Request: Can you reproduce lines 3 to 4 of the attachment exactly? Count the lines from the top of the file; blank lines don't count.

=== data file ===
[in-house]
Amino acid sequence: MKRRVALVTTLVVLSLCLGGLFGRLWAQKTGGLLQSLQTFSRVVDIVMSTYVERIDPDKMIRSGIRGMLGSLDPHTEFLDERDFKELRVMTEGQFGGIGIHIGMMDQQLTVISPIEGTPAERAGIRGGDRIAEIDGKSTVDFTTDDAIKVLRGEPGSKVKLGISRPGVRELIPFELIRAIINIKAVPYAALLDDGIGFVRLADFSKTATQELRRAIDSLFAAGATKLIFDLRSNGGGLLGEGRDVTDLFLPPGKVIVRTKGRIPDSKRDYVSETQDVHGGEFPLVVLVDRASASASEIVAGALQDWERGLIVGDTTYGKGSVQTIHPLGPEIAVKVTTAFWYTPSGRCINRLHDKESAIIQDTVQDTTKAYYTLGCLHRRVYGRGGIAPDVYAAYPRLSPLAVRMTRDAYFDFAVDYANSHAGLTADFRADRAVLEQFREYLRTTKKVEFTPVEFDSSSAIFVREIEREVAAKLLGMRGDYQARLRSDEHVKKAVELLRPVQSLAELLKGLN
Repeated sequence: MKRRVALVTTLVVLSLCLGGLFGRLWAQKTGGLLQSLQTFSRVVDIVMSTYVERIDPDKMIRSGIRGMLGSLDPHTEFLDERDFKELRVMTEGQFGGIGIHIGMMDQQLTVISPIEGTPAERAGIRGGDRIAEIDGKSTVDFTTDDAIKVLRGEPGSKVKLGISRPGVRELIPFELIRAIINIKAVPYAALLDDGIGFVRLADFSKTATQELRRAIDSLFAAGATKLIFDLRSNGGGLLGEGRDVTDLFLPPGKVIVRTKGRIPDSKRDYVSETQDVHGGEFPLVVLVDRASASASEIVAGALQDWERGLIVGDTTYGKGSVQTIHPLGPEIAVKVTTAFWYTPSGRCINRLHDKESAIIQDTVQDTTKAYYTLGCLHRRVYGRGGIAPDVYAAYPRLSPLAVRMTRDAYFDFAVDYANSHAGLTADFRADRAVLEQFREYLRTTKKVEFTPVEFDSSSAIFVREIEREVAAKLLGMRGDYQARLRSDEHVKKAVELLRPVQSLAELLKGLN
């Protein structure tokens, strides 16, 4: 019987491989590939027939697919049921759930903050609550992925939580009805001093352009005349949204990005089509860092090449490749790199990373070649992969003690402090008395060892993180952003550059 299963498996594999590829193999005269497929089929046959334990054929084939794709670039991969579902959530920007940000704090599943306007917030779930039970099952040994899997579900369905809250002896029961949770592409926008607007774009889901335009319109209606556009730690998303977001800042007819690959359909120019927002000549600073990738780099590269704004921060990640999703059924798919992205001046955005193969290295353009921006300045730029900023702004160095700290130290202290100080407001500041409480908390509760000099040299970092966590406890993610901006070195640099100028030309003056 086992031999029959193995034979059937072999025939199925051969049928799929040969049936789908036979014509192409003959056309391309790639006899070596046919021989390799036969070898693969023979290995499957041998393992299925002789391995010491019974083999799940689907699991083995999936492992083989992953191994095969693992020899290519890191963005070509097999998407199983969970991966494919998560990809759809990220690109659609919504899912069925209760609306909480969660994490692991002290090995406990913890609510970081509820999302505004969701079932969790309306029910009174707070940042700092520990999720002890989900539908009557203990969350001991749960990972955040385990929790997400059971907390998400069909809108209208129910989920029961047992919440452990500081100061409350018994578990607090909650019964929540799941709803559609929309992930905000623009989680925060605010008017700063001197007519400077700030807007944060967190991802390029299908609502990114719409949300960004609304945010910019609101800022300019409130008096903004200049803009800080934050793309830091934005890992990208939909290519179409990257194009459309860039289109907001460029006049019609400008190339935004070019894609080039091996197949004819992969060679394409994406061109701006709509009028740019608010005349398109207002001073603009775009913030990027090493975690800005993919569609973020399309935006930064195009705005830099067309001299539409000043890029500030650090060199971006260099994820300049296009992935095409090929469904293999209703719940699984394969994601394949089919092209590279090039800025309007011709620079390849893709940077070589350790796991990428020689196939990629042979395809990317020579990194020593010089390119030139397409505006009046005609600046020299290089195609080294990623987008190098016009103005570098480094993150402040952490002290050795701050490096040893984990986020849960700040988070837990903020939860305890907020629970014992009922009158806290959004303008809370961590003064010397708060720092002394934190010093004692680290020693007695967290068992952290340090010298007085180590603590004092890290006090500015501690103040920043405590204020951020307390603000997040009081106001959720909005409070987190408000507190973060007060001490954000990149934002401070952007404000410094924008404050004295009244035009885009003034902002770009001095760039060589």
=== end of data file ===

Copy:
Repeated sequence: MKRRVALVTTLVVLSLCLGGLFGRLWAQKTGGLLQSLQTFSRVVDIVMSTYVERIDPDKMIRSGIRGMLGSLDPHTEFLDERDFKELRVMTEGQFGGIGIHIGMMDQQLTVISPIEGTPAERAGIRGGDRIAEIDGKSTVDFTTDDAIKVLRGEPGSKVKLGISRPGVRELIPFELIRAIINIKAVPYAALLDDGIGFVRLADFSKTATQELRRAIDSLFAAGATKLIFDLRSNGGGLLGEGRDVTDLFLPPGKVIVRTKGRIPDSKRDYVSETQDVHGGEFPLVVLVDRASASASEIVAGALQDWERGLIVGDTTYGKGSVQTIHPLGPEIAVKVTTAFWYTPSGRCINRLHDKESAIIQDTVQDTTKAYYTLGCLHRRVYGRGGIAPDVYAAYPRLSPLAVRMTRDAYFDFAVDYANSHAGLTADFRADRAVLEQFREYLRTTKKVEFTPVEFDSSSAIFVREIEREVAAKLLGMRGDYQARLRSDEHVKKAVELLRPVQSLAELLKGLN
């Protein structure tokens, strides 16, 4: 019987491989590939027939697919049921759930903050609550992925939580009805001093352009005349949204990005089509860092090449490749790199990373070649992969003690402090008395060892993180952003550059 299963498996594999590829193999005269497929089929046959334990054929084939794709670039991969579902959530920007940000704090599943306007917030779930039970099952040994899997579900369905809250002896029961949770592409926008607007774009889901335009319109209606556009730690998303977001800042007819690959359909120019927002000549600073990738780099590269704004921060990640999703059924798919992205001046955005193969290295353009921006300045730029900023702004160095700290130290202290100080407001500041409480908390509760000099040299970092966590406890993610901006070195640099100028030309003056 086992031999029959193995034979059937072999025939199925051969049928799929040969049936789908036979014509192409003959056309391309790639006899070596046919021989390799036969070898693969023979290995499957041998393992299925002789391995010491019974083999799940689907699991083995999936492992083989992953191994095969693992020899290519890191963005070509097999998407199983969970991966494919998560990809759809990220690109659609919504899912069925209760609306909480969660994490692991002290090995406990913890609510970081509820999302505004969701079932969790309306029910009174707070940042700092520990999720002890989900539908009557203990969350001991749960990972955040385990929790997400059971907390998400069909809108209208129910989920029961047992919440452990500081100061409350018994578990607090909650019964929540799941709803559609929309992930905000623009989680925060605010008017700063001197007519400077700030807007944060967190991802390029299908609502990114719409949300960004609304945010910019609101800022300019409130008096903004200049803009800080934050793309830091934005890992990208939909290519179409990257194009459309860039289109907001460029006049019609400008190339935004070019894609080039091996197949004819992969060679394409994406061109701006709509009028740019608010005349398109207002001073603009775009913030990027090493975690800005993919569609973020399309935006930064195009705005830099067309001299539409000043890029500030650090060199971006260099994820300049296009992935095409090929469904293999209703719940699984394969994601394949089919092209590279090039800025309007011709620079390849893709940077070589350790796991990428020689196939990629042979395809990317020579990194020593010089390119030139397409505006009046005609600046020299290089195609080294990623987008190098016009103005570098480094993150402040952490002290050795701050490096040893984990986020849960700040988070837990903020939860305890907020629970014992009922009158806290959004303008809370961590003064010397708060720092002394934190010093004692680290020693007695967290068992952290340090010298007085180590603590004092890290006090500015501690103040920043405590204020951020307390603000997040009081106001959720909005409070987190408000507190973060007060001490954000990149934002401070952007404000410094924008404050004295009244035009885009003034902002770009001095760039060589």